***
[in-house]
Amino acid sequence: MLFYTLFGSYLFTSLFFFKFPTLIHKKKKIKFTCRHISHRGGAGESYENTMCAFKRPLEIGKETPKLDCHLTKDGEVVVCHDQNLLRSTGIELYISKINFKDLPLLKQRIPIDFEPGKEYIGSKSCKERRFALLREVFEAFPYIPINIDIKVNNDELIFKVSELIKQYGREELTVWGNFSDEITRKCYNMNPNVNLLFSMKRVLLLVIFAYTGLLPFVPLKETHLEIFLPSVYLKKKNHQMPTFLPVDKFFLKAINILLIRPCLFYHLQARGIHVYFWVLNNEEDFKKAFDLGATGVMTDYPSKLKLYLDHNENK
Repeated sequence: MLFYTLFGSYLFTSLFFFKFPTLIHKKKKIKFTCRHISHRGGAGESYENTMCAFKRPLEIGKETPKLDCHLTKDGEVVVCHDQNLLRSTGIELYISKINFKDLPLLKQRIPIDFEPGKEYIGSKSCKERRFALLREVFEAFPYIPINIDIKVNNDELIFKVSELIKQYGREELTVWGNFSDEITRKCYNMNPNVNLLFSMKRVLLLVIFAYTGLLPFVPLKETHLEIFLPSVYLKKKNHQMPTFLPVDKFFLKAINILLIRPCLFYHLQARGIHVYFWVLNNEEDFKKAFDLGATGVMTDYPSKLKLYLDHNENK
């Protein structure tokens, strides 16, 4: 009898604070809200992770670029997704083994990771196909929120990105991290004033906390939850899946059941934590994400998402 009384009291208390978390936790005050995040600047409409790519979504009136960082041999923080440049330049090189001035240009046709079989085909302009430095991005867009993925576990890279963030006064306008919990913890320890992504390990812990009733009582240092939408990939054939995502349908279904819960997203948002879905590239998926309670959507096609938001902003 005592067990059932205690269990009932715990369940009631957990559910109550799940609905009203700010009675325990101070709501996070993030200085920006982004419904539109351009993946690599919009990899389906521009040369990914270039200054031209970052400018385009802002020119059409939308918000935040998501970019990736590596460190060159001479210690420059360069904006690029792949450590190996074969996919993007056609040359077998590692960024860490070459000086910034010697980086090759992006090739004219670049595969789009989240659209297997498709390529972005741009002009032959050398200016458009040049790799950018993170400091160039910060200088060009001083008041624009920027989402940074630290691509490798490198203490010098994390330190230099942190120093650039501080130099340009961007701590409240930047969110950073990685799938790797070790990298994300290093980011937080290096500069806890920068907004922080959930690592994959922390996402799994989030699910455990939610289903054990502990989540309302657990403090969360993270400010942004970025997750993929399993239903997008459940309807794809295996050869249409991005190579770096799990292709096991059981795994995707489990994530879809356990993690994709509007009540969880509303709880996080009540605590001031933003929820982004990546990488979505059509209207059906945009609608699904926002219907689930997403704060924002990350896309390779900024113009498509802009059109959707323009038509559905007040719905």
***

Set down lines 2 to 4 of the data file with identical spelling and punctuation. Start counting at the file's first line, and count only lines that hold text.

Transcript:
Amino acid sequence: MLFYTLFGSYLFTSLFFFKFPTLIHKKKKIKFTCRHISHRGGAGESYENTMCAFKRPLEIGKETPKLDCHLTKDGEVVVCHDQNLLRSTGIELYISKINFKDLPLLKQRIPIDFEPGKEYIGSKSCKERRFALLREVFEAFPYIPINIDIKVNNDELIFKVSELIKQYGREELTVWGNFSDEITRKCYNMNPNVNLLFSMKRVLLLVIFAYTGLLPFVPLKETHLEIFLPSVYLKKKNHQMPTFLPVDKFFLKAINILLIRPCLFYHLQARGIHVYFWVLNNEEDFKKAFDLGATGVMTDYPSKLKLYLDHNENK
Repeated sequence: MLFYTLFGSYLFTSLFFFKFPTLIHKKKKIKFTCRHISHRGGAGESYENTMCAFKRPLEIGKETPKLDCHLTKDGEVVVCHDQNLLRSTGIELYISKINFKDLPLLKQRIPIDFEPGKEYIGSKSCKERRFALLREVFEAFPYIPINIDIKVNNDELIFKVSELIKQYGREELTVWGNFSDEITRKCYNMNPNVNLLFSMKRVLLLVIFAYTGLLPFVPLKETHLEIFLPSVYLKKKNHQMPTFLPVDKFFLKAINILLIRPCLFYHLQARGIHVYFWVLNNEEDFKKAFDLGATGVMTDYPSKLKLYLDHNENK
């Protein structure tokens, strides 16, 4: 009898604070809200992770670029997704083994990771196909929120990105991290004033906390939850899946059941934590994400998402 009384009291208390978390936790005050995040600047409409790519979504009136960082041999923080440049330049090189001035240009046709079989085909302009430095991005867009993925576990890279963030006064306008919990913890320890992504390990812990009733009582240092939408990939054939995502349908279904819960997203948002879905590239998926309670959507096609938001902003 005592067990059932205690269990009932715990369940009631957990559910109550799940609905009203700010009675325990101070709501996070993030200085920006982004419904539109351009993946690599919009990899389906521009040369990914270039200054031209970052400018385009802002020119059409939308918000935040998501970019990736590596460190060159001479210690420059360069904006690029792949450590190996074969996919993007056609040359077998590692960024860490070459000086910034010697980086090759992006090739004219670049595969789009989240659209297997498709390529972005741009002009032959050398200016458009040049790799950018993170400091160039910060200088060009001083008041624009920027989402940074630290691509490798490198203490010098994390330190230099942190120093650039501080130099340009961007701590409240930047969110950073990685799938790797070790990298994300290093980011937080290096500069806890920068907004922080959930690592994959922390996402799994989030699910455990939610289903054990502990989540309302657990403090969360993270400010942004970025997750993929399993239903997008459940309807794809295996050869249409991005190579770096799990292709096991059981795994995707489990994530879809356990993690994709509007009540969880509303709880996080009540605590001031933003929820982004990546990488979505059509209207059906945009609608699904926002219907689930997403704060924002990350896309390779900024113009498509802009059109959707323009038509559905007040719905």